Other things you can try are toeing the speakers in more toward the listening position or plugging the port if the speakers have them (although this doesn't work well with many speakers).  If you're on a suspended wood floor you can also try getting some marble or concrete slabs (and/or audio oriented footers although these can get more expensive than slabs) under your speakers to help decouple them from the floor.  Also, don't place the listening seat directly up against a wall as the reflected sound can muddy things up considerably -- even a few inches can make a big difference. 

I'd think with your size room this should be a manageable situation to a good degree even without room treatments if you have placement flexibility.  That said, I don't know of a room that wouldn't benefit significantly from the use of some well-placed treatments (assuming no electronic room/speaker correction is being used), so that should eventually be a part of your plan regardless.

Just some thoughts off the top of my head but hope some of it helps, and best of luck. 
Long wall always everywhere I've ever been. It's the best way to avoid side wall reflections and overwrought corner reenforcement. 
12 feet is too far. 7...8 feet is perfect.
Oh, no, not again! This topic has been discussed to death. Please use the search function!
Okay I do appreciate all the suggestions I realize it is a topic that has been discussed before even yesterday was an interesting topic about possibly bipolar or omnidirectional speakers like the ohm Walsh that might be a possibility in my room as well. 
Pulling the speakers out from the short wall at least 5 ft helped with Clarity but those side wall Reflections are still getting me 
Something to try to minimize the sidewall reflections. Toe in the speakers until the axis of the speakers cross well in front of your listening position. If that doesn't effect a reduction in sidewall reflections, your problem might just not be sidewall reflections at all. If it does help you might consider what you might do, acoustically speaking, to reduce the reflections.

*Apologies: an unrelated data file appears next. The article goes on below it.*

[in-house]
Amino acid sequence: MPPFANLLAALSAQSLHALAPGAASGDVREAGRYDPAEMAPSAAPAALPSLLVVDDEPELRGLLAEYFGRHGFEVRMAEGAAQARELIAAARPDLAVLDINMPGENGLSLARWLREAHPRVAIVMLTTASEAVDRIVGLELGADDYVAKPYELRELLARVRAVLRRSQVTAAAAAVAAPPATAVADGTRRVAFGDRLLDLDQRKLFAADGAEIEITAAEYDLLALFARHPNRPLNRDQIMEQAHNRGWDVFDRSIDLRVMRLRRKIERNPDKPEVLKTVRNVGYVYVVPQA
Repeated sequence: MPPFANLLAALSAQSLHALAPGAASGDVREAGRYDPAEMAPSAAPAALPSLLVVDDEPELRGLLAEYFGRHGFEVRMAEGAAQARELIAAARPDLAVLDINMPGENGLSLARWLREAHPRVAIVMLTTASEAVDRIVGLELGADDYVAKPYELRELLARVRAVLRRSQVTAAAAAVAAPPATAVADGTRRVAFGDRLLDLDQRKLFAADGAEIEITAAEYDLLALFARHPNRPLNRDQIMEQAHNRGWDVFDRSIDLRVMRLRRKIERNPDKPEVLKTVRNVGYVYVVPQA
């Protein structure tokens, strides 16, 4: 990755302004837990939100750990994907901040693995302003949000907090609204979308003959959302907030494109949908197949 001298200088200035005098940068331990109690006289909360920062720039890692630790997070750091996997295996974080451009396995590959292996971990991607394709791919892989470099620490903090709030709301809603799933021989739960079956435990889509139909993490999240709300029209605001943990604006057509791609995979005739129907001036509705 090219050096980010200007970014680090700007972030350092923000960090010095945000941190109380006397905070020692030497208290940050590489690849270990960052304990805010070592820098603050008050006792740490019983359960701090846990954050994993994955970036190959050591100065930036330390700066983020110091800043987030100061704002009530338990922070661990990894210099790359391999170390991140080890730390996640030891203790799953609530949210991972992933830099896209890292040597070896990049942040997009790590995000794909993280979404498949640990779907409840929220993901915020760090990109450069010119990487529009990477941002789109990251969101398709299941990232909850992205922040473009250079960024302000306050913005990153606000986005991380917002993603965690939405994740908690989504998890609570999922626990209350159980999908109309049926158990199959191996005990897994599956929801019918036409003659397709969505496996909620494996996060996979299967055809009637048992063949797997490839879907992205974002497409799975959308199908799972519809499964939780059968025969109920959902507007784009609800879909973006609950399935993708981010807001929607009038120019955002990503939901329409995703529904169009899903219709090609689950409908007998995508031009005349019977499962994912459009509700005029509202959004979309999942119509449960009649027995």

closer to long wall down to half-foot is fine -- wall rug behind them will kill reflections from back wall. 
i'm 6' from my Aerial 10T and they're 7' apart.
I liked it more than speakers 6' apart and I'm 8' away.
I prefer distance between speakers to be larger than distance from speakers.
Room is 14x17
I have a dedicated room that is 27x16x12. I just bought a new pair of Usher X-Towers. I used to use the rule of thirds for my prior ushers, but the x-towers produced way to much bass out 9’ from the back short wall. The room is treated with sac tube traps in each corner, and gik super bass trap in the back and multiple 1st reflection tuning traps. 

I went to the Cardas site and used his formula for placing speakers from the back wall and side walls. Much better, the speakers are around 80” out from the back wall and 50” from the side walls. Now the listening chair positioning, Cardas doesn’t go over that. I went thru Jim Smiths book and positioned my chair 33” from the back wall. 

Sounds great now.
I truly believe that stereo listening is best when NOT far away no matter how large room you have, because I haven’t heard good sound yet n very large rooms unless more than pair of speakers used and properly matched. In this situation you can only rely on best trial error possibilities.
I love headphones performance so have large speakers in relatively small listening area for that reason!
I have a room almost the same size as the OP's and have experienced very similar problems in set up. I too now have my speakers on the long wall. I started with them on the short wall and after almost wearing out the carpet from moving them around so much, I finally tried them on the long wall. Better this way but still not entirely satisfying. I have numerous room treatment pieces and have gained some improvements by using them. 
Personnaly I think that the house may be improperly orientated with the earths magnetic fields thereby causing interference. Perhaps a visit from a Shaman to do a purification is needed.